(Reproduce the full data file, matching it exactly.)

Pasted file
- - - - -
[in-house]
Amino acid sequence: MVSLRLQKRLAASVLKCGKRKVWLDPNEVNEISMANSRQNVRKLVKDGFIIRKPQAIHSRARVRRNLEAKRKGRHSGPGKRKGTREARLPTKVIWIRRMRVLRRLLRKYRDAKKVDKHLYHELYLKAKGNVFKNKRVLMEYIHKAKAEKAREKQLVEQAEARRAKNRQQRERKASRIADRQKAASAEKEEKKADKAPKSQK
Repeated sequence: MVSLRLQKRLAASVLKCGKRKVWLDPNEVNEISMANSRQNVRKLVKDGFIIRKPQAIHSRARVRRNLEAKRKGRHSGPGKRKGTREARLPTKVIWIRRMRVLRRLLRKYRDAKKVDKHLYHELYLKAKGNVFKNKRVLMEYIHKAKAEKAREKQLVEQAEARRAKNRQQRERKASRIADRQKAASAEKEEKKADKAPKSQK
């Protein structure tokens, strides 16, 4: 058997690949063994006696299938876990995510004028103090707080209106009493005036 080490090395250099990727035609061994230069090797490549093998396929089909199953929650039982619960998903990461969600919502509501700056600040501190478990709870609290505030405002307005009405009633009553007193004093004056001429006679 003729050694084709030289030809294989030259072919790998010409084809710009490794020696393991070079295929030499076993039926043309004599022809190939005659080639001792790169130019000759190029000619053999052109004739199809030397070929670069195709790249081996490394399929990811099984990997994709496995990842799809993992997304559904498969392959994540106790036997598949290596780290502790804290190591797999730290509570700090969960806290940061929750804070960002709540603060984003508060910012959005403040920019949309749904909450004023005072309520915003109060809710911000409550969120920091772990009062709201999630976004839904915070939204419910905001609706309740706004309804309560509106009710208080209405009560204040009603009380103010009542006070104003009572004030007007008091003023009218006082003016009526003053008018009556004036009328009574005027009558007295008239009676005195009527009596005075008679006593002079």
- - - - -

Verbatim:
[in-house]
Amino acid sequence: MVSLRLQKRLAASVLKCGKRKVWLDPNEVNEISMANSRQNVRKLVKDGFIIRKPQAIHSRARVRRNLEAKRKGRHSGPGKRKGTREARLPTKVIWIRRMRVLRRLLRKYRDAKKVDKHLYHELYLKAKGNVFKNKRVLMEYIHKAKAEKAREKQLVEQAEARRAKNRQQRERKASRIADRQKAASAEKEEKKADKAPKSQK
Repeated sequence: MVSLRLQKRLAASVLKCGKRKVWLDPNEVNEISMANSRQNVRKLVKDGFIIRKPQAIHSRARVRRNLEAKRKGRHSGPGKRKGTREARLPTKVIWIRRMRVLRRLLRKYRDAKKVDKHLYHELYLKAKGNVFKNKRVLMEYIHKAKAEKAREKQLVEQAEARRAKNRQQRERKASRIADRQKAASAEKEEKKADKAPKSQK
């Protein structure tokens, strides 16, 4: 058997690949063994006696299938876990995510004028103090707080209106009493005036 080490090395250099990727035609061994230069090797490549093998396929089909199953929650039982619960998903990461969600919502509501700056600040501190478990709870609290505030405002307005009405009633009553007193004093004056001429006679 003729050694084709030289030809294989030259072919790998010409084809710009490794020696393991070079295929030499076993039926043309004599022809190939005659080639001792790169130019000759190029000619053999052109004739199809030397070929670069195709790249081996490394399929990811099984990997994709496995990842799809993992997304559904498969392959994540106790036997598949290596780290502790804290190591797999730290509570700090969960806290940061929750804070960002709540603060984003508060910012959005403040920019949309749904909450004023005072309520915003109060809710911000409550969120920091772990009062709201999630976004839904915070939204419910905001609706309740706004309804309560509106009710208080209405009560204040009603009380103010009542006070104003009572004030007007008091003023009218006082003016009526003053008018009556004036009328009574005027009558007295008239009676005195009527009596005075008679006593002079």